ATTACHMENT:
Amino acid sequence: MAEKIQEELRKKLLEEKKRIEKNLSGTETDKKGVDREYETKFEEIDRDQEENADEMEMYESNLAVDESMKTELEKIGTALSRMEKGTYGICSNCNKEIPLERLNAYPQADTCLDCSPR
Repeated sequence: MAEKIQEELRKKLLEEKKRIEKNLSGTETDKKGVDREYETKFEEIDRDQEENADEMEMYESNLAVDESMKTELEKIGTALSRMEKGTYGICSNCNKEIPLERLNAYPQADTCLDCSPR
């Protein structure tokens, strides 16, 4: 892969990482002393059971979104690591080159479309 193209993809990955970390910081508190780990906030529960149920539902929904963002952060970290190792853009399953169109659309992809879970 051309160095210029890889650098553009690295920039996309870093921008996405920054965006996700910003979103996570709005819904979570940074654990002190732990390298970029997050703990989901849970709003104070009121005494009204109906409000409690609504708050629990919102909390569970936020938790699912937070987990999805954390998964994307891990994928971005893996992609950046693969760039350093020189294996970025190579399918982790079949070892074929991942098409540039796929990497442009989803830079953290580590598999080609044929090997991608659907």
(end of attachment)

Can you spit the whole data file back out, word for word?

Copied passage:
Amino acid sequence: MAEKIQEELRKKLLEEKKRIEKNLSGTETDKKGVDREYETKFEEIDRDQEENADEMEMYESNLAVDESMKTELEKIGTALSRMEKGTYGICSNCNKEIPLERLNAYPQADTCLDCSPR
Repeated sequence: MAEKIQEELRKKLLEEKKRIEKNLSGTETDKKGVDREYETKFEEIDRDQEENADEMEMYESNLAVDESMKTELEKIGTALSRMEKGTYGICSNCNKEIPLERLNAYPQADTCLDCSPR
């Protein structure tokens, strides 16, 4: 892969990482002393059971979104690591080159479309 193209993809990955970390910081508190780990906030529960149920539902929904963002952060970290190792853009399953169109659309992809879970 051309160095210029890889650098553009690295920039996309870093921008996405920054965006996700910003979103996570709005819904979570940074654990002190732990390298970029997050703990989901849970709003104070009121005494009204109906409000409690609504708050629990919102909390569970936020938790699912937070987990999805954390998964994307891990994928971005893996992609950046693969760039350093020189294996970025190579399918982790079949070892074929991942098409540039796929990497442009989803830079953290580590598999080609044929090997991608659907």